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ADA Valid Exercise of Congressional Authority

The Americans with Disabilities Act is not invalid under the Eleventh Amendment because it is a proper exercise of Congress's authority under 5 of the Fourteenth Amendment. Unlike the Religious Freedom Restoration Act, the legislative record of which lacked examples of modern instances supporting the need for the legislation, the ADA incorporates detailed and specific findings regarding the nature and extent of persistent discrimination by disabled persons in various areas. These findings entitle Congress to make illegal conduct that is not independently unconstitutional. The court notes that this question is under consideration en banc in another case.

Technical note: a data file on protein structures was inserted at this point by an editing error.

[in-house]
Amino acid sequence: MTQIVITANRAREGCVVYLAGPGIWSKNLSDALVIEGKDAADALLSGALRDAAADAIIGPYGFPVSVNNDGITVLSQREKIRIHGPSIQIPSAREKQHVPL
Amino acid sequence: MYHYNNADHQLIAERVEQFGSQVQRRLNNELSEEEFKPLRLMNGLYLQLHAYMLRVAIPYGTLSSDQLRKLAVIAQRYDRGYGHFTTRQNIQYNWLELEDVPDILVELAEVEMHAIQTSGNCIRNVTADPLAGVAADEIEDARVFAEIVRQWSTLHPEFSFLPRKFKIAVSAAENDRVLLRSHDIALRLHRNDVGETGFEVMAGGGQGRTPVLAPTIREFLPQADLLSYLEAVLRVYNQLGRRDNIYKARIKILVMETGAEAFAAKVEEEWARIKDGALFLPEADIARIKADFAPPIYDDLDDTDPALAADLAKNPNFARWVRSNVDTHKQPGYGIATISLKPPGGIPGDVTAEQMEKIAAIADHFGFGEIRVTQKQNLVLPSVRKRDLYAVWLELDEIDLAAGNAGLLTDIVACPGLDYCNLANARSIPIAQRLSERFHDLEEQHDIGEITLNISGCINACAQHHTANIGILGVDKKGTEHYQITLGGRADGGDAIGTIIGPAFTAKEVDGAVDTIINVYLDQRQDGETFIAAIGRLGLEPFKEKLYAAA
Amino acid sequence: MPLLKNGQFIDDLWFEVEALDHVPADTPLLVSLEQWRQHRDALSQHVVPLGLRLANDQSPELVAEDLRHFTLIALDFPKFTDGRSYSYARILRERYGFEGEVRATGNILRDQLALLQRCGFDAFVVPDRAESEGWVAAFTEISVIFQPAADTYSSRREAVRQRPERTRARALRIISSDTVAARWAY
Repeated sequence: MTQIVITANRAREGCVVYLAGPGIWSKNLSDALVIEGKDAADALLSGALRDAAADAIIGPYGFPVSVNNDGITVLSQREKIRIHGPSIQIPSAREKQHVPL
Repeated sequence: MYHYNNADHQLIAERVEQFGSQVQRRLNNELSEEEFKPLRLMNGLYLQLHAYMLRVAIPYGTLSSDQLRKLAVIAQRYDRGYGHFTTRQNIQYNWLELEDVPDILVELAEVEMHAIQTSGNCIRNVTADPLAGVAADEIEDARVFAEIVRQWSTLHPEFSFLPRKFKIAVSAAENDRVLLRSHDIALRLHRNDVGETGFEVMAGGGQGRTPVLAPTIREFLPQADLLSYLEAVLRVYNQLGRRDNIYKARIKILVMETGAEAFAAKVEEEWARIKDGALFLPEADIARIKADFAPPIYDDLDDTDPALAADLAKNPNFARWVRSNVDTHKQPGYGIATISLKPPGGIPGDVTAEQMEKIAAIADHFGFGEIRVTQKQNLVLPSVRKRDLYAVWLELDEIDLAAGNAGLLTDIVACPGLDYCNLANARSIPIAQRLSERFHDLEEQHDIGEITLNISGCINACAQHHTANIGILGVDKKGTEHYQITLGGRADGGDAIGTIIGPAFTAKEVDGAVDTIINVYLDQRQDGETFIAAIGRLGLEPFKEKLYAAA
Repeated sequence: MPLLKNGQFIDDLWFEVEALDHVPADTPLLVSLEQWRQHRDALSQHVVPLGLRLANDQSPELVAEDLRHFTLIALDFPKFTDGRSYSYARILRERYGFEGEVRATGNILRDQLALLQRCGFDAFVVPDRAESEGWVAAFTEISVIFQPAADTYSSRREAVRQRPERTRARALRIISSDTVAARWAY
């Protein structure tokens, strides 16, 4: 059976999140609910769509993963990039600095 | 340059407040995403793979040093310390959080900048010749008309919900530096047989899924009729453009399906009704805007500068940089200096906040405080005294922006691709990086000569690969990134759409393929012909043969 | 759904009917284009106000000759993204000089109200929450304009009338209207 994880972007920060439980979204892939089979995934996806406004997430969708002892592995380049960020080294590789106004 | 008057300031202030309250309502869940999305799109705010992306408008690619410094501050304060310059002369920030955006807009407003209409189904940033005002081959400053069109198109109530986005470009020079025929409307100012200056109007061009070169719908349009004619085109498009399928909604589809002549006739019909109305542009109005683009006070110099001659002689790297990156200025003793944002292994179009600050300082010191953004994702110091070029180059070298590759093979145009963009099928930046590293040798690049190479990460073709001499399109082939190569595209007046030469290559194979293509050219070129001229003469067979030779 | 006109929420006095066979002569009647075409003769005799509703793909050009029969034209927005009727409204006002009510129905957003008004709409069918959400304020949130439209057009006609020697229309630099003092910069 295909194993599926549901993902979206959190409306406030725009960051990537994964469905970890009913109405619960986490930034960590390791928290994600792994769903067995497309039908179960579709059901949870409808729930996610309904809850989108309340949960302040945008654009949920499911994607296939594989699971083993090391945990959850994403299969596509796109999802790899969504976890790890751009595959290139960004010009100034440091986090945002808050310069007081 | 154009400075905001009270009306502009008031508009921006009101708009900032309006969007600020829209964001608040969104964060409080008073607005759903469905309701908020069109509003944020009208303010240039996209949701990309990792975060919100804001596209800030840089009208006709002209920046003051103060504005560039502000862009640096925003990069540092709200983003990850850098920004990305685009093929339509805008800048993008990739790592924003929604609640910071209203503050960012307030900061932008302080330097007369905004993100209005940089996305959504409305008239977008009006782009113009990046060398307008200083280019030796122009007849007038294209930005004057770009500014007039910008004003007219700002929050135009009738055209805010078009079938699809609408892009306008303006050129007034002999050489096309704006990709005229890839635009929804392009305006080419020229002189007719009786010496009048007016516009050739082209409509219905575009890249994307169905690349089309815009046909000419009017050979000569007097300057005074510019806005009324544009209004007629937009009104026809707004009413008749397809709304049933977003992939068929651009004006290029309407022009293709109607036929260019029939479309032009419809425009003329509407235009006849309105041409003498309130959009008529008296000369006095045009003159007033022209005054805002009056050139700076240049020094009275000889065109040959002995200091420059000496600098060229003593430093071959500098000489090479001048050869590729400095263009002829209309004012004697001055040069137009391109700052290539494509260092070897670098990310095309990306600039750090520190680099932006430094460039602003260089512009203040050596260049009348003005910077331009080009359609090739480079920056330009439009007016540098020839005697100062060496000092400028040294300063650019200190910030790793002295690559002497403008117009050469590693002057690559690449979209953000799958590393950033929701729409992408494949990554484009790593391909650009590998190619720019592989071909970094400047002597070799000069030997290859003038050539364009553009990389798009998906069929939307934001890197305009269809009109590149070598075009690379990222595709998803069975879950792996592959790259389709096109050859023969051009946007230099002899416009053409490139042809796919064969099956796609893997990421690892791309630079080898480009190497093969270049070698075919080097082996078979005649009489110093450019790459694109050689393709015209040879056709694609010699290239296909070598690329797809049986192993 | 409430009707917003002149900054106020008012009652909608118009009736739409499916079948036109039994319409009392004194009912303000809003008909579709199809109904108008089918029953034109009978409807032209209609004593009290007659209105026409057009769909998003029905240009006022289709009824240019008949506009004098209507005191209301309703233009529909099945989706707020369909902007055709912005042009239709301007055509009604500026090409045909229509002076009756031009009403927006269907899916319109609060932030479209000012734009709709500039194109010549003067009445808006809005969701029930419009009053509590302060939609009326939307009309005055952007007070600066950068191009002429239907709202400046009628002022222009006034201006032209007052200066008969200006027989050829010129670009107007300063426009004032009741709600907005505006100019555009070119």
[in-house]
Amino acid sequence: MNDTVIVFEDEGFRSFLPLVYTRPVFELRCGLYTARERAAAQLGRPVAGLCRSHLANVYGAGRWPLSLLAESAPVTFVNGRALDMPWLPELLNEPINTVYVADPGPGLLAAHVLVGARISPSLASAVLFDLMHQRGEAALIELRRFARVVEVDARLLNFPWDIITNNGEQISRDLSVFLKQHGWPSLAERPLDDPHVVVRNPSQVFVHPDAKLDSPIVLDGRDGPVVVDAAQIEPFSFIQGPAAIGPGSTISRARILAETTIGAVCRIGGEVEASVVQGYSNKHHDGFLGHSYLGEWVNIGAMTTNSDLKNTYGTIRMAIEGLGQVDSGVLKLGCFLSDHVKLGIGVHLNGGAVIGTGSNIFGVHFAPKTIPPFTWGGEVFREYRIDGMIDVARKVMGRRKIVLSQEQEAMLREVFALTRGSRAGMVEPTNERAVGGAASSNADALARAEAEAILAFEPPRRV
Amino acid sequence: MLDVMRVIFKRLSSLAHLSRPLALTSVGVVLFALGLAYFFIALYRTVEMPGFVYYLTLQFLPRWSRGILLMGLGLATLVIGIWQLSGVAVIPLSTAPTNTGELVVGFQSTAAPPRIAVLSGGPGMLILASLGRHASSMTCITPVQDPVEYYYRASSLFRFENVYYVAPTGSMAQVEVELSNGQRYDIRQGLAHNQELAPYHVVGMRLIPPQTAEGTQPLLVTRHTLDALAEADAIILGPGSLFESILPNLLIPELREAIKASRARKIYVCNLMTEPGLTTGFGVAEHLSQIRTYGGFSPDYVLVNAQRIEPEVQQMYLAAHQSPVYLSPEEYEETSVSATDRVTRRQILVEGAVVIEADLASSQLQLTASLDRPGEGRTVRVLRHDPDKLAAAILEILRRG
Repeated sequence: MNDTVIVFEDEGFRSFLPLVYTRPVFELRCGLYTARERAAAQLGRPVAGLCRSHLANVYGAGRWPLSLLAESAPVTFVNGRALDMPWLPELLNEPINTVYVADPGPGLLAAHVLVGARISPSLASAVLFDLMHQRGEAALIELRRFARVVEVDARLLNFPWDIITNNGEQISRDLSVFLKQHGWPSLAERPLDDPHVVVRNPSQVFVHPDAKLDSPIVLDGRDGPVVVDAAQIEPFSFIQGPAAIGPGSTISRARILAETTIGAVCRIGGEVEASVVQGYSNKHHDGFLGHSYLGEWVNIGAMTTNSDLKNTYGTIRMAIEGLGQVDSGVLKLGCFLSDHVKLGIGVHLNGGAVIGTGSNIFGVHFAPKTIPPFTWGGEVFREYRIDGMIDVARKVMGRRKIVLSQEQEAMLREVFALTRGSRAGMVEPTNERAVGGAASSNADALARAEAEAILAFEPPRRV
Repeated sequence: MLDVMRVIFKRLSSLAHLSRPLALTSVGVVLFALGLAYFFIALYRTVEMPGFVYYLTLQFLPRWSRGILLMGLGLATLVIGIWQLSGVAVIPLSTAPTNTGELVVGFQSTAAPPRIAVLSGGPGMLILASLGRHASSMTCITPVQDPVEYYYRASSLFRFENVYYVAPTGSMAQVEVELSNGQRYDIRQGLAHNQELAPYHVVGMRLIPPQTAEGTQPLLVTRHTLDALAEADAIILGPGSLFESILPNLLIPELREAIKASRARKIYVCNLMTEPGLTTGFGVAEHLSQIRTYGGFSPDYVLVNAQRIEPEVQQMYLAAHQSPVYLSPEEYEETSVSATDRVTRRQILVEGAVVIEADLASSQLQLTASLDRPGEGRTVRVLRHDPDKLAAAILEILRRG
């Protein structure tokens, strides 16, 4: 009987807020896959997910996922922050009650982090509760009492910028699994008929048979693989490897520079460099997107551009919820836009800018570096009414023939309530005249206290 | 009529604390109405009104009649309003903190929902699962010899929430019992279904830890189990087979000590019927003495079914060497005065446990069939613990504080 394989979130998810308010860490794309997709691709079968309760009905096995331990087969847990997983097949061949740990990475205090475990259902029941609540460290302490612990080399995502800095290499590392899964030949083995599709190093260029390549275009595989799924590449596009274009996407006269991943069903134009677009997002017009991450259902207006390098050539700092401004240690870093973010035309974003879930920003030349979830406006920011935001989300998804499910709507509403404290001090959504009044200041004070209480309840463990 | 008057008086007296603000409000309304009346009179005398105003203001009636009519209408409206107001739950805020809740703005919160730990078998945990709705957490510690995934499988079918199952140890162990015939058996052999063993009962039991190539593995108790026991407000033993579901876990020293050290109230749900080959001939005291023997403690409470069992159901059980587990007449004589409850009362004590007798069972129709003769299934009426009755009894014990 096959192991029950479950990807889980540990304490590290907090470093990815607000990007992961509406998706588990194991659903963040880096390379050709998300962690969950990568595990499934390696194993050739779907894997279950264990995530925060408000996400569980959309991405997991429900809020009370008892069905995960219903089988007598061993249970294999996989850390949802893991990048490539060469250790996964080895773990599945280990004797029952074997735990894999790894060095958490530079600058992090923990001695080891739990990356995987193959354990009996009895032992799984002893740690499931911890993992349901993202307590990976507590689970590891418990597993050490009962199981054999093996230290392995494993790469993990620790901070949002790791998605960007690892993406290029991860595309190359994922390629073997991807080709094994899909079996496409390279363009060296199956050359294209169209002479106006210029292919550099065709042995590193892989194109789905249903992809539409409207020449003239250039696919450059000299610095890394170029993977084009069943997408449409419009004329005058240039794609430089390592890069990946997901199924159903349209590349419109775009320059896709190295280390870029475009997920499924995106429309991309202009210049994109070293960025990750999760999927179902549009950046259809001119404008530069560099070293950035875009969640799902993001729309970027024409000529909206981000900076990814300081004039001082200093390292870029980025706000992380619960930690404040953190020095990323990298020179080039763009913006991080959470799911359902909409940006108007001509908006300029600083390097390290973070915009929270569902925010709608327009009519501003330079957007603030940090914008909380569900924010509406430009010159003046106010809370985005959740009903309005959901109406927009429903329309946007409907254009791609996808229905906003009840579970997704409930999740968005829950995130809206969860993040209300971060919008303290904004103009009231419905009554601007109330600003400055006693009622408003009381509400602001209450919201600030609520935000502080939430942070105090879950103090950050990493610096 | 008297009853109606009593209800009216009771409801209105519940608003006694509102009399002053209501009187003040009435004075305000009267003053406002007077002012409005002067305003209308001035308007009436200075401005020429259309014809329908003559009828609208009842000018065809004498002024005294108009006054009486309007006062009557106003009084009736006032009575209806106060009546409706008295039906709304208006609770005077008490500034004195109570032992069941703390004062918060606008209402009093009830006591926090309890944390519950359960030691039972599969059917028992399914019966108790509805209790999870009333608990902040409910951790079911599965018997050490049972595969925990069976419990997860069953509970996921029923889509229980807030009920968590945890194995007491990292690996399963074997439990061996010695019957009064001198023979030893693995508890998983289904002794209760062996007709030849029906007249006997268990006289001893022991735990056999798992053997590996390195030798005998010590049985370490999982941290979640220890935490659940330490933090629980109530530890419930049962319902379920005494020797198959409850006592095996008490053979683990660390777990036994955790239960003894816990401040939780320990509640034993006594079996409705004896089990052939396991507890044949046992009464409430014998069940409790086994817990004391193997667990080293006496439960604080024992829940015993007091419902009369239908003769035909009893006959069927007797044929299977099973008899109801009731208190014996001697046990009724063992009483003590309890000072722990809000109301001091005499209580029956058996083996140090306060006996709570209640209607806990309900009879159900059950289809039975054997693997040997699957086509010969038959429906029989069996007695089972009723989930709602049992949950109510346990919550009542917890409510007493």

State officials may not be sued in their individual capacities for violating the ADA, since the statute provides for suit against public entities but not individuals. Nor may they be sued under § 1983 for violating the ADA, since that would be inconsistent with the comprehensive remedial and enforcement scheme. The implication seems to be that a damage remedy is available against the public entity itself, but the court doesn't say so. See: Alsbrook v. City of Maumelle, Ark., 156 F.3d 825 (8th Cir. 1998).

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Related legal case

Alsbrook v. City of Maumelle, Ark.